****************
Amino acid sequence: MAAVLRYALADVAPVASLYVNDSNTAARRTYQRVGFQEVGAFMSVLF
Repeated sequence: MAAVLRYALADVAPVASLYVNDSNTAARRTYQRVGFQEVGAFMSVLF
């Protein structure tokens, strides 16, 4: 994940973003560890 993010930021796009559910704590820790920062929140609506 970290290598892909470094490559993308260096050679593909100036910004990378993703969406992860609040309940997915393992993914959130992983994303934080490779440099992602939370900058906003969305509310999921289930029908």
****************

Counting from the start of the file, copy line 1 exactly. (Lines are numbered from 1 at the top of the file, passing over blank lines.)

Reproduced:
Amino acid sequence: MAAVLRYALADVAPVASLYVNDSNTAARRTYQRVGFQEVGAFMSVLF